Having not seen Hell Night since I was about 12 and having found a used copy, I decided to give it a spin. The only copy of the film that I had seen was a squashed full screen VHS tape that was muddy, dark and just nearly impossible to watch and make any real sense out of. Fortunately, the DVD I found of it isn't, and I was finally able to experience it properly for the first time. I found it to be surprisingly effective and creepy. It's not a body count sort of slasher movie as there's hardly any victims to be served up to the unseen force terrorizing these young college students that are stuck in a haunted mansion all night under an initiation for a fraternity. There's actually some very good dialogue buried in there; not always delivered at the highest levels, obviously, but refeshingly realistic at times. The back and forth between Linda Blair and Peter Barton is mainly what I'm referring to. Everyone seems to be having a good time, and it shows in their performances. The movie loses its focus at times and gets a little bit silly towards the end, but overall, it has some great atmosphere and some genuine scares. I can't even really call it a slasher because it doesn't go by that particular formula, but it's a well-produced horror movie that was worth the profits it raked in.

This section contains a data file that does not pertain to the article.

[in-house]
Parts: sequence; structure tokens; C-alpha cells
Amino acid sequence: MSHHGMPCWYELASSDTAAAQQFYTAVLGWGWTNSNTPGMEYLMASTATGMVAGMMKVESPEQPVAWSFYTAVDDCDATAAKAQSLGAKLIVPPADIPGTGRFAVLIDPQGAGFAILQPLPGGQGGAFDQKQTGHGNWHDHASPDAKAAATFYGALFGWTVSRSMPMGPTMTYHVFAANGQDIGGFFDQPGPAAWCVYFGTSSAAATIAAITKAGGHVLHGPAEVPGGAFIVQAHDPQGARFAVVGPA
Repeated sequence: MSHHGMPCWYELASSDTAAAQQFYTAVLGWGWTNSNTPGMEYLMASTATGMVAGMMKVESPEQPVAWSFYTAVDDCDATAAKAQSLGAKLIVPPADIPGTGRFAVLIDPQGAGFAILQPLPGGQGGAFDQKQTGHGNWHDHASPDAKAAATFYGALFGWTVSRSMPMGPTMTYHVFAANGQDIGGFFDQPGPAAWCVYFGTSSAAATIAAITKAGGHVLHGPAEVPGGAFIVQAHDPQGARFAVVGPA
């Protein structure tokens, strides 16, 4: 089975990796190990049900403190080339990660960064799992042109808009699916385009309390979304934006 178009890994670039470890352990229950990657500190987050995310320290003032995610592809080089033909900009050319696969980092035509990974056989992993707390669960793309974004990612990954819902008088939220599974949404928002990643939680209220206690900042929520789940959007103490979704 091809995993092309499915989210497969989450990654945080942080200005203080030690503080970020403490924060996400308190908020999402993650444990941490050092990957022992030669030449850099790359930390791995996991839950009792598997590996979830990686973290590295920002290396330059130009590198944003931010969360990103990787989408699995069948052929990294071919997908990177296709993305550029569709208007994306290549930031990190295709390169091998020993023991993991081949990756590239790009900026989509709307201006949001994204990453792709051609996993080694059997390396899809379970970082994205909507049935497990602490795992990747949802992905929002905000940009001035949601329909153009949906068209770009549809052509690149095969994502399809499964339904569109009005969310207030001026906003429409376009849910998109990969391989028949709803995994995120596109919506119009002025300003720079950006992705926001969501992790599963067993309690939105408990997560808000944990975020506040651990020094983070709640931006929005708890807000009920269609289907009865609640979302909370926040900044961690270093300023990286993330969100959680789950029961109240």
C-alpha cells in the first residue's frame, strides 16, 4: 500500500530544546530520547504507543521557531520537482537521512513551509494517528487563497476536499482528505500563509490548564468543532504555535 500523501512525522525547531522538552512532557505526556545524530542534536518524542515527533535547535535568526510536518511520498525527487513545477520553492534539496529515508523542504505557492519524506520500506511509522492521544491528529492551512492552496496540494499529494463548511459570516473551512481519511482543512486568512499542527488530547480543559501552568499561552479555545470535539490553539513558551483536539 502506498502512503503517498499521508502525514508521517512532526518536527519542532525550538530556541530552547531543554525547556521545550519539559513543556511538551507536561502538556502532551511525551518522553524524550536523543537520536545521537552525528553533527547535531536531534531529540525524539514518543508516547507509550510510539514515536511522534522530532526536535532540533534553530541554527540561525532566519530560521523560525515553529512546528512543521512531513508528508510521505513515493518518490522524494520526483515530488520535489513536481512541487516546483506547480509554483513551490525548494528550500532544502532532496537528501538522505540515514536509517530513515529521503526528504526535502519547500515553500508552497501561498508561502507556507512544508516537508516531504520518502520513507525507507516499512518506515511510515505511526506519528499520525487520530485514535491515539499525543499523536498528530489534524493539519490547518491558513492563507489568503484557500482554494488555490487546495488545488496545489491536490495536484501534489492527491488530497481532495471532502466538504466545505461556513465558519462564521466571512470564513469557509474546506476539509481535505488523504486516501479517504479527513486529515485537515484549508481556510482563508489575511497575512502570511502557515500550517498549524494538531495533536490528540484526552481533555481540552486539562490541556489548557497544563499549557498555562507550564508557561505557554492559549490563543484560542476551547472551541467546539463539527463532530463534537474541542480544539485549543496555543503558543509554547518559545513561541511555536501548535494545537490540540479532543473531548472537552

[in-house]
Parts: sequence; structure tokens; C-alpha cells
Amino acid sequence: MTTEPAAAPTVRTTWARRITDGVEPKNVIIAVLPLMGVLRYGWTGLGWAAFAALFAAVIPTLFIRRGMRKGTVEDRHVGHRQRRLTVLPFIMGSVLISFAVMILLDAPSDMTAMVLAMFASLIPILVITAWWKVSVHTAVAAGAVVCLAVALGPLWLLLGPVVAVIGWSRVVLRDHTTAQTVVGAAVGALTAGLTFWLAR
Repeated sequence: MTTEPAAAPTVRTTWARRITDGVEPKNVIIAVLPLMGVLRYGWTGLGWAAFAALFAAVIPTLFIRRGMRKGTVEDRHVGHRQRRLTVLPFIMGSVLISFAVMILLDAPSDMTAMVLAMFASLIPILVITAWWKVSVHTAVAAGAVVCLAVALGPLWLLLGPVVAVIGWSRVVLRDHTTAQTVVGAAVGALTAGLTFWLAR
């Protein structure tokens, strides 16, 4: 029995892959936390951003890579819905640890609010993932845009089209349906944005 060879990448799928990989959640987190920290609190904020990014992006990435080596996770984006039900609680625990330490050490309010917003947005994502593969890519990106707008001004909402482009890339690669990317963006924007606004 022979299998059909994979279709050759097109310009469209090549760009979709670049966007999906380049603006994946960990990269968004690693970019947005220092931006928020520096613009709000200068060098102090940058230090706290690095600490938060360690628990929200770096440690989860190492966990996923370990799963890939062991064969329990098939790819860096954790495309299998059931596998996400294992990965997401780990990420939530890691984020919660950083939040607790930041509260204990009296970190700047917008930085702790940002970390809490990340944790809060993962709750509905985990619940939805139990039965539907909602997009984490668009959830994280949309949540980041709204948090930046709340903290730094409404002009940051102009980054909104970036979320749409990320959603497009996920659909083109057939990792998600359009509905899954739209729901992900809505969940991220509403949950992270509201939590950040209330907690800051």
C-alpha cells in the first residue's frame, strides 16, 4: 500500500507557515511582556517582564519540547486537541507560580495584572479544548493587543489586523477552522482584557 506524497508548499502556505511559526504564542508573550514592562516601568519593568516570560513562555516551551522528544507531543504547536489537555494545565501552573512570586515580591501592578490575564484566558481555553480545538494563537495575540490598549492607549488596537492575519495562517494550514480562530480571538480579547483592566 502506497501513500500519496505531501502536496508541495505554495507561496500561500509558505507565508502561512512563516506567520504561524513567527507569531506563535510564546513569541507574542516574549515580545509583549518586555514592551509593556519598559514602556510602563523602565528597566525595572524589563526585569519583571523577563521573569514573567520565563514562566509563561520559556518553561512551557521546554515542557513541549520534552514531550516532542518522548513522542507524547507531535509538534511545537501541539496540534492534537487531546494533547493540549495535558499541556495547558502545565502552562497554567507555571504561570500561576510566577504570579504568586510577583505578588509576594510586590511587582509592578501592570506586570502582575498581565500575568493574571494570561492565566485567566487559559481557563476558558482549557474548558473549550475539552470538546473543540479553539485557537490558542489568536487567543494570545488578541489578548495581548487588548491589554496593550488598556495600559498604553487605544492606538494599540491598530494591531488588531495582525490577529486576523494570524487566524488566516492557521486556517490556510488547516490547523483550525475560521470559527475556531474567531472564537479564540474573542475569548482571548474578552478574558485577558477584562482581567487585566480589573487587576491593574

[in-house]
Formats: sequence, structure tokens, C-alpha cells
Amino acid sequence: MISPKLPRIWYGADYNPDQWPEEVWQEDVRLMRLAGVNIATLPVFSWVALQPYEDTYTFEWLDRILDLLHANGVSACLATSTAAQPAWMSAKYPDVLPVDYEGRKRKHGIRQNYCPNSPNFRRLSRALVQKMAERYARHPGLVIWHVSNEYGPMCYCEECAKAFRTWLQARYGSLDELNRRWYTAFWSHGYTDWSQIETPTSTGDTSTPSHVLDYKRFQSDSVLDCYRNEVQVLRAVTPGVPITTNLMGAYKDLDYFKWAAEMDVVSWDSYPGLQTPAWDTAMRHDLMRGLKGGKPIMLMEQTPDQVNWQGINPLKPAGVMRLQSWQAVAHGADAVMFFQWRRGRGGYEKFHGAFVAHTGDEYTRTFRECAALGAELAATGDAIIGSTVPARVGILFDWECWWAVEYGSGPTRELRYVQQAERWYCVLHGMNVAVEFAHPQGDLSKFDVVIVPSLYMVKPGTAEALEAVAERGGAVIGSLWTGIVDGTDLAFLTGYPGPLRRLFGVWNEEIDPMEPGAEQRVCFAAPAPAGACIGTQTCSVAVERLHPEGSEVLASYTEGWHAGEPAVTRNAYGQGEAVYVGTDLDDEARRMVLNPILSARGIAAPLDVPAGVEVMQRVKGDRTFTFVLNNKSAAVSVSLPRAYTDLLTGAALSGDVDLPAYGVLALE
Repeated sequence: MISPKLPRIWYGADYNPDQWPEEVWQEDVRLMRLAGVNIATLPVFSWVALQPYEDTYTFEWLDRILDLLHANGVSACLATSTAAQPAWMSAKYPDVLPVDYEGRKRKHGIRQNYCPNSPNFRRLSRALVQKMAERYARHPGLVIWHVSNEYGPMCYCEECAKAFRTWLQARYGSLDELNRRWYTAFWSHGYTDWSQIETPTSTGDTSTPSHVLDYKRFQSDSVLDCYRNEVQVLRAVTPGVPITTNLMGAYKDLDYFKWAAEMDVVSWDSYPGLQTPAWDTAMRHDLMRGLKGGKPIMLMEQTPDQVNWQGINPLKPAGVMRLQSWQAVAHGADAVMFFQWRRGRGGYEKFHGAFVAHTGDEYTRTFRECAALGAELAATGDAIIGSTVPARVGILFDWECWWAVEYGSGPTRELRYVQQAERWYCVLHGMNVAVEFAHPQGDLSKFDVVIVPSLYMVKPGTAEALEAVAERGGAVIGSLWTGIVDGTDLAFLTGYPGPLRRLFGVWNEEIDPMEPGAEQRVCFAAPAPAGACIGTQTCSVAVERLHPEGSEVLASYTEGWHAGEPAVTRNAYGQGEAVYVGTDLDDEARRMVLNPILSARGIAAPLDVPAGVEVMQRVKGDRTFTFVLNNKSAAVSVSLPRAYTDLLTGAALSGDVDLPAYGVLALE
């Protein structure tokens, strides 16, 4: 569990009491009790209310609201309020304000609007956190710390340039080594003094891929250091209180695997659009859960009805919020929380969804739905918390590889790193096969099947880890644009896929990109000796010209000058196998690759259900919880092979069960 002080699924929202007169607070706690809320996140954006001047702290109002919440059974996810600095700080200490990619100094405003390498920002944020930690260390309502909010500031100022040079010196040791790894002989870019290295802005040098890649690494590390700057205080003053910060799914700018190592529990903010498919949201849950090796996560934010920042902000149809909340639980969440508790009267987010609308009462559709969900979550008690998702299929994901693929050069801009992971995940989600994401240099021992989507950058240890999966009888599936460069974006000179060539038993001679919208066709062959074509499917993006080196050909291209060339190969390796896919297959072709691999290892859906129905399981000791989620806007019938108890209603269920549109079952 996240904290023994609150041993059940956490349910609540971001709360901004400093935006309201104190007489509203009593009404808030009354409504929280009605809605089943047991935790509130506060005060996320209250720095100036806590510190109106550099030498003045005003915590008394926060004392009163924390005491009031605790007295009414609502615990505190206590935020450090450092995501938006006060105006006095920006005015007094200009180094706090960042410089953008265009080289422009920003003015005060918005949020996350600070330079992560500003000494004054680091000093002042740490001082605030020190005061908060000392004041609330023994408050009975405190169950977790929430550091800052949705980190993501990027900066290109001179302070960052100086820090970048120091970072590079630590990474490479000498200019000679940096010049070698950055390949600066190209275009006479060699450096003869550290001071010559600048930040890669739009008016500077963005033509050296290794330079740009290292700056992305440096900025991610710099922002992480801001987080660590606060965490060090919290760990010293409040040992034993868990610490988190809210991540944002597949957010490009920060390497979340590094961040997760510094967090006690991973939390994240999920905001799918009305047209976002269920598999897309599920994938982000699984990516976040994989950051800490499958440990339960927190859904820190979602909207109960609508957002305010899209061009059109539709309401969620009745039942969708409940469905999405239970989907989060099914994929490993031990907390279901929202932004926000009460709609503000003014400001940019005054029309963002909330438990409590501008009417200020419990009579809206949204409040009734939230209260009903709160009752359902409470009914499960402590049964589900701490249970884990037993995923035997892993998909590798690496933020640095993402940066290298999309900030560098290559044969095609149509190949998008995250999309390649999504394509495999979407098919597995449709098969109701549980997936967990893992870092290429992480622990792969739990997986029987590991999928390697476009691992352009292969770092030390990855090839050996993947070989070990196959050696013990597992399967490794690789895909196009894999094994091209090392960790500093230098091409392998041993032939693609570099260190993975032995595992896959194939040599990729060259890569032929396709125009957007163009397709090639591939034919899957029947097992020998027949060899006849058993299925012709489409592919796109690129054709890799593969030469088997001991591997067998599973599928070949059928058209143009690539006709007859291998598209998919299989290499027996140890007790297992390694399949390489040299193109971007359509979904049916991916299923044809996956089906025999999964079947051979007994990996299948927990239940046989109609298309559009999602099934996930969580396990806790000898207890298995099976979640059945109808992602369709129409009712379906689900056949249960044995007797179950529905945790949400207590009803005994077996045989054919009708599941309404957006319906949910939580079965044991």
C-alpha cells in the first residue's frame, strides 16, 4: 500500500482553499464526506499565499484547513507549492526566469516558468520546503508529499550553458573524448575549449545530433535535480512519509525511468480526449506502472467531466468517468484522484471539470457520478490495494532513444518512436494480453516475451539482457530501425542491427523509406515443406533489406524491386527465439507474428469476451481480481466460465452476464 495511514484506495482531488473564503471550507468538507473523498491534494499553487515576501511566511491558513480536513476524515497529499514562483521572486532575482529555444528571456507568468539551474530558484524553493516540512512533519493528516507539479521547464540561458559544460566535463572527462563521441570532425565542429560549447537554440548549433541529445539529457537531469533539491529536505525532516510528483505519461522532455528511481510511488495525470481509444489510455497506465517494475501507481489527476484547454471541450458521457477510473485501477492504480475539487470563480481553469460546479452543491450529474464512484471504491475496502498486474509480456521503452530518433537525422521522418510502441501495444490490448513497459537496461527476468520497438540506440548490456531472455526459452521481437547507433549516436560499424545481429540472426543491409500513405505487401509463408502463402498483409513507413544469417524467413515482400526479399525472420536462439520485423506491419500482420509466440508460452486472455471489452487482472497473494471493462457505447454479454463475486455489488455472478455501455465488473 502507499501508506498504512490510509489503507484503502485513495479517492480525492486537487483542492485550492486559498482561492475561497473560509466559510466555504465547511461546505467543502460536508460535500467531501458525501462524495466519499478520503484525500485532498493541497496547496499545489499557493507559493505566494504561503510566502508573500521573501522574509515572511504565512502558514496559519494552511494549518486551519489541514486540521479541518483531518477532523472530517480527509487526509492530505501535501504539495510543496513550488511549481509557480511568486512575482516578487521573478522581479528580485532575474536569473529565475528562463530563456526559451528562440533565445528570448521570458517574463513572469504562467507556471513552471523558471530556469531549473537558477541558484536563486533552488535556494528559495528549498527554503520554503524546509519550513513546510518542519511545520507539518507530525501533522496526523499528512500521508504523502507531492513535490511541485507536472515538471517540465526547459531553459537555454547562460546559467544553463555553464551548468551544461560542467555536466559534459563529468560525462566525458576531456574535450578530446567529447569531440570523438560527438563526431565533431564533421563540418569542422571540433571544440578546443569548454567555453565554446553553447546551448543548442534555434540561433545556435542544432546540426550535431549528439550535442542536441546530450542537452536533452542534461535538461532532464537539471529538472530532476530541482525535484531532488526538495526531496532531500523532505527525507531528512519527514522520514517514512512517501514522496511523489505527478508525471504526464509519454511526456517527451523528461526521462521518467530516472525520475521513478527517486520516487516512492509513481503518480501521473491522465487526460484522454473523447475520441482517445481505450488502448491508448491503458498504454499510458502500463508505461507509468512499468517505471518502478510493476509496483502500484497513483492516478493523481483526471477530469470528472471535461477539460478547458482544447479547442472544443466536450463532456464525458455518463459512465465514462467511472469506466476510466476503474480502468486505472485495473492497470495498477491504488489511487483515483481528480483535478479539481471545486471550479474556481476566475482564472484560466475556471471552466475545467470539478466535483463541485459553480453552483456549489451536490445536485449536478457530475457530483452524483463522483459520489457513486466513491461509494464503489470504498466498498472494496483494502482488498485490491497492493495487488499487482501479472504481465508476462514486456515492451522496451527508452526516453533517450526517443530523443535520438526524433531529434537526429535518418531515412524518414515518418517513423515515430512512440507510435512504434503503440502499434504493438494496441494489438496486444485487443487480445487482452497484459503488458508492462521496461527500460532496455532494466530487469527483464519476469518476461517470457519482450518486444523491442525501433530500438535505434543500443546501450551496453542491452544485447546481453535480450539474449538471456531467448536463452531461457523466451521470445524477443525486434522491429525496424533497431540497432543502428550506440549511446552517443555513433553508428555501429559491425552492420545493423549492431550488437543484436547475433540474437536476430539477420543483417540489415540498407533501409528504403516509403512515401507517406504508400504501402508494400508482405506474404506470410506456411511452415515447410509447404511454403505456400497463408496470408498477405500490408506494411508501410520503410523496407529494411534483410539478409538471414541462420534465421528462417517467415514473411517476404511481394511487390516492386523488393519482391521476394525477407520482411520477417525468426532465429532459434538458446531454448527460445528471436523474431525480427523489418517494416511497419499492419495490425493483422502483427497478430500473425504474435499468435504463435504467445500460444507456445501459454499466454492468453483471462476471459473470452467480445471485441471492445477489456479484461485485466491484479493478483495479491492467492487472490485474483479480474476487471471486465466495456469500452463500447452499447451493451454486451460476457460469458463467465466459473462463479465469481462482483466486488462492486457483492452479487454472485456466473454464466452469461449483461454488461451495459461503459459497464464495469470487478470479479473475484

Hell Night Quotes